I can hardly wait to hear Emmert and Delany twist themselves in verbal knots explaining the difference between the NCAA goose and the student-athlete gander.  Somehow, I won’t be surprised to hear it all justified as being in the best interest of the player, who, after all, is only there to get an education.


Filed under The NCAA

23 responses to “Building a better future, one bet at a time

  1. The National Corrupt Athletic Association never ceases to amaze when it comes to greed, hypocrisy, and tone-deafness.


  2. Go Dawgs!

    I get the desire to make money in any way possible. I really do. But I’ve never understood how sports leagues expect that they should get a cut of sports betting. You’re playing the games either way. The scores and stats are publicly available facts. So if I build a sports book and start taking bets, why exactly do I owe Roger Goodell money? When someone runs a celebrity death betting pool, do they owe a cut of the pot to the estate of whichever celebrity died? If I place a bet on whether recreational marijuana gets passed in the Georgia legislature this term, do I owe the reps and senators a cut? Ridiculous. It isn’t like the leagues aren’t already making money off of ticket sales, concessions, television rights, online streaming rights, apparel contracts, etc.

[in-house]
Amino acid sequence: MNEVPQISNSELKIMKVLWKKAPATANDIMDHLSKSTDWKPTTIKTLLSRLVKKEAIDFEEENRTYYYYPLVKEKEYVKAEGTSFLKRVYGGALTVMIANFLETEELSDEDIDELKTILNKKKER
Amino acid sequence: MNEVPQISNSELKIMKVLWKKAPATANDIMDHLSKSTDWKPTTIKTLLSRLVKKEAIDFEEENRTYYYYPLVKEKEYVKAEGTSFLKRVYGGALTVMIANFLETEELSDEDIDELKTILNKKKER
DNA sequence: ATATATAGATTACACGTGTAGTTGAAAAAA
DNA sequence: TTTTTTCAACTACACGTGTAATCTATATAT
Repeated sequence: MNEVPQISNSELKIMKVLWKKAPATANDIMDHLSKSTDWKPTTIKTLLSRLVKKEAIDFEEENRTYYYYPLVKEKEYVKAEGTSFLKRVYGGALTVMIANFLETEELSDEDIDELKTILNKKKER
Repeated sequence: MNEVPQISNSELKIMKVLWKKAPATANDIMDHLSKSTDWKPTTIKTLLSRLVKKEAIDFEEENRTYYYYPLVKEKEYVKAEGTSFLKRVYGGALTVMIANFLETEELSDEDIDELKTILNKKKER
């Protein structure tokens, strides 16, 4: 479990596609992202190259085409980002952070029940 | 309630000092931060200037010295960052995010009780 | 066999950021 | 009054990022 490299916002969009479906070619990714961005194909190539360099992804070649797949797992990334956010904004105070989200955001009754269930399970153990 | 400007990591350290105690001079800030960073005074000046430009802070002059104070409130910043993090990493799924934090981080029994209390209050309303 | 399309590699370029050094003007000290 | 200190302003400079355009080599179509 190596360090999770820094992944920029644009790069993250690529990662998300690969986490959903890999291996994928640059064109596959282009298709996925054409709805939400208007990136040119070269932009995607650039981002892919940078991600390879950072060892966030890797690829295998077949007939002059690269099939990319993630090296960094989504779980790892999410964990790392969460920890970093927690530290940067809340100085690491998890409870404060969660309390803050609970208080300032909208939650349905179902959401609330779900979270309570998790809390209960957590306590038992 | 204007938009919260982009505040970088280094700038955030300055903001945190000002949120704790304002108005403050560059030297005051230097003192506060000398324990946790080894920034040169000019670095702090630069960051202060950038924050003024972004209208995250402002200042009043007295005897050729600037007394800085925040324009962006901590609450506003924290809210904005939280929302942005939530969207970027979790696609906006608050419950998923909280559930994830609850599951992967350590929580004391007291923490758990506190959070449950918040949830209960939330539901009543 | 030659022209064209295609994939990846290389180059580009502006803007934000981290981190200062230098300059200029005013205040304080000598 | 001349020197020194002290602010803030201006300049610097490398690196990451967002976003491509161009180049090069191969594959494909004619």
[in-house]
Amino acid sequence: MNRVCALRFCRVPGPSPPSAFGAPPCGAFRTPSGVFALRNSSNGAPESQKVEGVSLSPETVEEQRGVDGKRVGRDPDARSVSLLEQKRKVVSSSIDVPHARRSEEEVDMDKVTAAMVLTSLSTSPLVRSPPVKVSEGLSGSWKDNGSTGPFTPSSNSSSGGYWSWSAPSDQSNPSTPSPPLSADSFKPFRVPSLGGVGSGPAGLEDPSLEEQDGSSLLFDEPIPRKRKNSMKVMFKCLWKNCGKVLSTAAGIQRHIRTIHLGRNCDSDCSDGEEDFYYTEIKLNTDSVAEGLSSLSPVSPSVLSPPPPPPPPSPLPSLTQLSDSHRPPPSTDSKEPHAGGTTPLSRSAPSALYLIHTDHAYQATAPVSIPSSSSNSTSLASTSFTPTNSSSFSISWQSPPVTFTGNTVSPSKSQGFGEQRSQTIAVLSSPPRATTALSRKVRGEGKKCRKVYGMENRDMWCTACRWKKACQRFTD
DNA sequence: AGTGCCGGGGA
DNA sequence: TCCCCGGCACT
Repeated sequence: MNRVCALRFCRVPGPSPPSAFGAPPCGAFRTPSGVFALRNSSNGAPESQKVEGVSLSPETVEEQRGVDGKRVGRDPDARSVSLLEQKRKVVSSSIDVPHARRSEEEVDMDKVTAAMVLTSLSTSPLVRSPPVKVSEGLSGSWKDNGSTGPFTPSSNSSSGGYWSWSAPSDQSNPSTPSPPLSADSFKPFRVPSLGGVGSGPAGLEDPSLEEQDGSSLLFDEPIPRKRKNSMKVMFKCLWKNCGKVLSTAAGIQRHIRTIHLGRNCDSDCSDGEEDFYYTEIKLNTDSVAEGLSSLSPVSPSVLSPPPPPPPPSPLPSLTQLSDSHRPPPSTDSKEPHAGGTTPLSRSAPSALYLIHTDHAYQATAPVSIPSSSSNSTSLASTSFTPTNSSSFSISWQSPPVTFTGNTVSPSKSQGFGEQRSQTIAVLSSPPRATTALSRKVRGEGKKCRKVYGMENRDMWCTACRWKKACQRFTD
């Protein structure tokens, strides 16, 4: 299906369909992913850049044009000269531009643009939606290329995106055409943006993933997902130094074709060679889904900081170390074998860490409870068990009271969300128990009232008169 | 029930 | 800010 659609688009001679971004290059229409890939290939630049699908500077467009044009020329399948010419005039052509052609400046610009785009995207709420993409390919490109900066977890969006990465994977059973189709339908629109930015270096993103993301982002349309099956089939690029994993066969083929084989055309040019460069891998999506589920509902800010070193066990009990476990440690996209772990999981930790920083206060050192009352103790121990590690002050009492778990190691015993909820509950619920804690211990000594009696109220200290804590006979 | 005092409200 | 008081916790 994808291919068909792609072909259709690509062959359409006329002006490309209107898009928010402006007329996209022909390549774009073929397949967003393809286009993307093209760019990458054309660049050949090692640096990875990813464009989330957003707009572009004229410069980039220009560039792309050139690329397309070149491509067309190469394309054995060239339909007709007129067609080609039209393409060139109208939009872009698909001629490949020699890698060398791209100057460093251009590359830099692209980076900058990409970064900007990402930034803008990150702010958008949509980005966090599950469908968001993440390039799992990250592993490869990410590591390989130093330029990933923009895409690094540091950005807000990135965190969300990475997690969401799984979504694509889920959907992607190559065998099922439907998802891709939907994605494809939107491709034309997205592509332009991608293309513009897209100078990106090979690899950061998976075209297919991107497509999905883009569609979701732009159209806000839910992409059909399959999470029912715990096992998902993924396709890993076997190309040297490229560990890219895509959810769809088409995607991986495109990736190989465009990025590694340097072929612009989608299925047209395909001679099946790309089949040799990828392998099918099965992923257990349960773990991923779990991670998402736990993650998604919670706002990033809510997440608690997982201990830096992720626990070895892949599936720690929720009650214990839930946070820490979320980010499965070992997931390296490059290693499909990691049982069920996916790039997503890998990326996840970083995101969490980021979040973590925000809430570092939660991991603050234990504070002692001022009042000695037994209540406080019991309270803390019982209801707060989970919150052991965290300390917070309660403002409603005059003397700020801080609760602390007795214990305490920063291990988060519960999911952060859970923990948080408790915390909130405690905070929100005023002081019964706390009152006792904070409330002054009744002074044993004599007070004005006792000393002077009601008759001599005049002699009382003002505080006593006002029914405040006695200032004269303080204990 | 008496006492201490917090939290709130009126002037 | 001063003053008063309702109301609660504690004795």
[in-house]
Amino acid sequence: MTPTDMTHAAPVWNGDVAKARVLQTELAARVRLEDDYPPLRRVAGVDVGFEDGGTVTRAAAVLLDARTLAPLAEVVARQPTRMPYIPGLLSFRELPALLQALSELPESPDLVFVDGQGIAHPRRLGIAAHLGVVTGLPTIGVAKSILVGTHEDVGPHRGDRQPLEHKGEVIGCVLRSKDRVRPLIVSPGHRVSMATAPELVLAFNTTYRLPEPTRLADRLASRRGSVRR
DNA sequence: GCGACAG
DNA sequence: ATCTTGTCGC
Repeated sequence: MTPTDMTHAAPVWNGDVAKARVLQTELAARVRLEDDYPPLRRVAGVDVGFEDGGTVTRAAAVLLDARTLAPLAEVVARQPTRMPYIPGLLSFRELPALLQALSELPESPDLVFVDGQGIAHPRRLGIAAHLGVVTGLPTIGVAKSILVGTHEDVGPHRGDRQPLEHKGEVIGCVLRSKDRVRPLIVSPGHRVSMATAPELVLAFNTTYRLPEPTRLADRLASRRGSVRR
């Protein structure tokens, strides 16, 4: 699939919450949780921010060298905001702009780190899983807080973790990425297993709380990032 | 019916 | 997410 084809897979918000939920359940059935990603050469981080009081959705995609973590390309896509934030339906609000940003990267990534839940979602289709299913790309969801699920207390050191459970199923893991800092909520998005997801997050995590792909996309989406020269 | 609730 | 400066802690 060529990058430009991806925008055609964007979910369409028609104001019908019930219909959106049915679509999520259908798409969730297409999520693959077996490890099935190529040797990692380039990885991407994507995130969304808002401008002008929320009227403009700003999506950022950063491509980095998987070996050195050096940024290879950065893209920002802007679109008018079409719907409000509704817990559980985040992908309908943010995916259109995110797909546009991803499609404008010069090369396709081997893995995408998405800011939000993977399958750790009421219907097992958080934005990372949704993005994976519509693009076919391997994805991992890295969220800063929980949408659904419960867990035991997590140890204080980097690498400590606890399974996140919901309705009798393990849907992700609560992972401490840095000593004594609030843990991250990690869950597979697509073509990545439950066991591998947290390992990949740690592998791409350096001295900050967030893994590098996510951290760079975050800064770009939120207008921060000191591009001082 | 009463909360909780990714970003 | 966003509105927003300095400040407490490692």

Get that money, I guess. There will be plenty to go around now that betting’s legal. I guess the casinos will go along with it just so the leagues don’t try to lobby against them in the state houses.


  3. Doggoned

    These are tough times for hopeless romantics 😞.

    Liked by 1 person

  4. Huntindawg

    I hate how college football has turned into a continuous narrative about player pay.

    It’s either a professional sport or it isn’t. If it is, let’s have a college draft, contracts (which would legitimately restrict transfers), players who live off campus and don’t even pretend to participate in school, etc. Maybe part of the contract could relate to educational opportunities if the player so chooses. Maybe the weakest teams would get to choose first in the draft.

    Or if it isn’t, make it be a true student/athlete sport. Players must gain admission on the same academic basis as any other student.

    Clearly any type of compromise where they try to meet in the middle of this spectrum of outcomes won’t work.


    • ChiliDawg

      “Clearly any type of compromise where they try to meet in the middle… won’t work.”